Selecting a Power of Attorney, Trustee and or Executor of your estate can be one of the most important aspects of your Estate Plan. The person you select in one of these positions will have control over your assets if you become incapacitated, and or upon your passing when your estate is distributed to your heirs. As you meet with family and friends, consider who would make the best person to perform the tasks of Power of Attorney, Trustee or Executor of your estate (conservatorships will not be covered in this article).
This article will cover the responsibilities of your Power of Attorney, Trustee and or Executor of your estate, what to look for when selecting persons in these various positions and the liability for misconduct in providing services in any of these fiduciary roles.
Responsibilities of Power of Attorneys, Trustees and Executors
Power of Attorney
The person you select as a Power of Attorney will be responsible for managing your assets, paying your bills, and managing your business dealings if you should become incapacitated. Basically, this person acts in your stead when it comes to your finances. Some of the more important aspects of being a Power of Attorney are: access to your bank accounts, buying, selling or encumbering your property, and litigating cases on your behalf.
Executor and Trustee
A Trustee and Executor have very similar roles. They are the persons you appoint to manage your estate after you pass away. They also have very similar responsibilities as a Power of Attorney, since they will manage your finances upon your passing. A Trustee and or Executor will have the responsibility of, managing, and distributing your assets to your desired beneficiaries upon your passing. Similar to a Power of Attorney, a trustee has the duty to pay your bills, and properly manage all of your investments.
A Power of Attorney, Trustee, and Executor have substantial powers, and appointing a person to act in any of these capacities should be done with great thought and care.
Some things to look for when selecting a Durable Power of Attorney, Trustee and Executor
1. Person’s expertise in handling financial matters. You want to make sure you have someone who is experienced in handling financial transactions in both their business and personal lives. Particularly, if you have a larger estate, you want to choose someone who has expertise in investments and who has other experts available as resources, such as lawyers, accountants, and tax professionals.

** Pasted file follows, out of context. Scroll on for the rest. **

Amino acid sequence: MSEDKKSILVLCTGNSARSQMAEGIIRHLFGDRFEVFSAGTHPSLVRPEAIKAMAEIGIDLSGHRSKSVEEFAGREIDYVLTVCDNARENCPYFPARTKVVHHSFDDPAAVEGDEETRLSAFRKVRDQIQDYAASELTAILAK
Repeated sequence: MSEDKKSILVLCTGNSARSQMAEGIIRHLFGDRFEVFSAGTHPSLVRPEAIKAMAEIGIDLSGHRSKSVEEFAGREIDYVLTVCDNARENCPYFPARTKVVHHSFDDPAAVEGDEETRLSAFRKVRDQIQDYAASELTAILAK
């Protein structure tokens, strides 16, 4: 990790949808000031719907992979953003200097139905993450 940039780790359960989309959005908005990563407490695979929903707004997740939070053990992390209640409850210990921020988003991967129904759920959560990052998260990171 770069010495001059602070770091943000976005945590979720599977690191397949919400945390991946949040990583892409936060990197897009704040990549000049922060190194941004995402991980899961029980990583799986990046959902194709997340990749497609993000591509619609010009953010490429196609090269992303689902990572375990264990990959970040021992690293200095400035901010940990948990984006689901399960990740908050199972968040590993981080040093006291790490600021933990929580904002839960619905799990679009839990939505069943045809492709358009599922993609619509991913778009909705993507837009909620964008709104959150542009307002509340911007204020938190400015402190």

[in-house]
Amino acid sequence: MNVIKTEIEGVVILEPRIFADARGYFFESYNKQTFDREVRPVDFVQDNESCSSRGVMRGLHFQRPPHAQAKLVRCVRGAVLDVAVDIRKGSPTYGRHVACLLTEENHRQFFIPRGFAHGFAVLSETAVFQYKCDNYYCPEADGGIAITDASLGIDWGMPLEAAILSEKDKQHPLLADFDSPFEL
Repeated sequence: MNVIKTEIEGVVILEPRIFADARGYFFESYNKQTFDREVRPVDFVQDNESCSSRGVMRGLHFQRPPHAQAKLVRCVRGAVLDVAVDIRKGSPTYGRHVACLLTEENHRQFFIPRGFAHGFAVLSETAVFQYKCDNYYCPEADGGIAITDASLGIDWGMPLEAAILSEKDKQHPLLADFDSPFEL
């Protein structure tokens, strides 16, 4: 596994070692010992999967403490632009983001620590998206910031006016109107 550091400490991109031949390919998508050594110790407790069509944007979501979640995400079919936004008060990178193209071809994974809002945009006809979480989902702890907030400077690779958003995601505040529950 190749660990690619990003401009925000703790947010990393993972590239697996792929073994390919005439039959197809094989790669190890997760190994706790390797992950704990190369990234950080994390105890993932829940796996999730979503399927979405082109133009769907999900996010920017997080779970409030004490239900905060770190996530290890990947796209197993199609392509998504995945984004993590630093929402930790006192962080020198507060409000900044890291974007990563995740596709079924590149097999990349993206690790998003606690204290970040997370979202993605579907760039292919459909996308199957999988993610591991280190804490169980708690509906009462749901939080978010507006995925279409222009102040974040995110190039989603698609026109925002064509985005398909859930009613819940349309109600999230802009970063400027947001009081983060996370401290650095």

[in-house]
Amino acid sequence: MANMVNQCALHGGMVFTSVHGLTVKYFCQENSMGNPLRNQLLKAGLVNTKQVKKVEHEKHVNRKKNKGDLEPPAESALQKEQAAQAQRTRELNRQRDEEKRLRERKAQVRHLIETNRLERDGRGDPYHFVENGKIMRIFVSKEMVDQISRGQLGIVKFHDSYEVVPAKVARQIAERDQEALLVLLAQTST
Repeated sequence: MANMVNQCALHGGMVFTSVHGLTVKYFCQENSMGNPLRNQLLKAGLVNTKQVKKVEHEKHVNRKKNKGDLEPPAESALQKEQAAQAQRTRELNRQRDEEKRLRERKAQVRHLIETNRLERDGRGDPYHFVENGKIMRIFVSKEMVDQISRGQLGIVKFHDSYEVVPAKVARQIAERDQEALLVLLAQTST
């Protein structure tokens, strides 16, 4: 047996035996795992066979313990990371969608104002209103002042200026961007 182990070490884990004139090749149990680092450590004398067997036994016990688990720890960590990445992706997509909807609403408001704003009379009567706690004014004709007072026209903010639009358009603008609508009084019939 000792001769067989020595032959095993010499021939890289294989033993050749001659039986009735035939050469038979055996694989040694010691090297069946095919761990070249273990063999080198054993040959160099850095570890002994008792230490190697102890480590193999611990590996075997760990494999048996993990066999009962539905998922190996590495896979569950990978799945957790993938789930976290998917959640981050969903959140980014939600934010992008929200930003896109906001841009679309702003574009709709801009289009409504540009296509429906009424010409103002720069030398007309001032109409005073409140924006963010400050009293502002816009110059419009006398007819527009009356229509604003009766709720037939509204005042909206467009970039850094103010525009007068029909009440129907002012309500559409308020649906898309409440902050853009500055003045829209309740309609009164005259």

2. Family Members. If you are selecting a family member, select someone who can get along with all family members. You can avoid litigation, costly delays in distributing assets to your beneficiaries and heirs and prevent unnecessary and costly will and trust contests. Selecting a family member or close friend that gets along with everyone prevents your beneficiaries from spending more money on unnecessary attorney’s fees and court costs.
3. Selecting a professional fiduciary. When choosing a Power of Attorney, Executor, or Trustee, a professional may be the best route. I would recommend a professional fiduciary if you have a large estate, even though you will likely need to pay a fee for the professional fiduciary’s services. An experienced professional has the skills to manage complex estate plans, and has resources readily available to resolve tax problems or other issues. A professional fiduciary has no familial connection to you, so it lessens the likelihood and number of disputes and litigation. A professional fiduciary is also required to carry a bond as insurance; if the professional fiduciary is found to have misappropriated your estate assets, it can be recouped quickly. Many professional fiduciaries have extensive financial management experience, investment experience, and experience with dealing with family problems.
Liability for Mismanagement of Estate Assets
If you appoint a family member who does not have the financial expertise required to administer your estate properly and instead mismanages your estate or account, they can be sued personally. In addition, they can be held criminally liable for fraud. I previously had a Client who chose to appoint a family member as Trustee of their estate based on the fact that the proposed Trustee was the oldest child. Although honorable, this was not the best thing for the Client. The Client passed, and the Trustee was sued for Breach of Fiduciary Duty for mismanaging their deceased parents’ assets. The Trustee was not a “bad” person, just inexperienced in handling such complex financial matters. If you know this person does not have the capacity and or willingness to handle complex financial transactions, you should not appoint them as they can be sued, and even jailed for mismanagement of your assets.
When selecting a fiduciary, look at the persons’ and or entities track record and expertise for handling financial transactions, as well as their ability to manage potential family disputes.
For further questions regarding selecting a Power of Attorney, Trustee or Executor, please contact VDG Law at (510) 479-0768.
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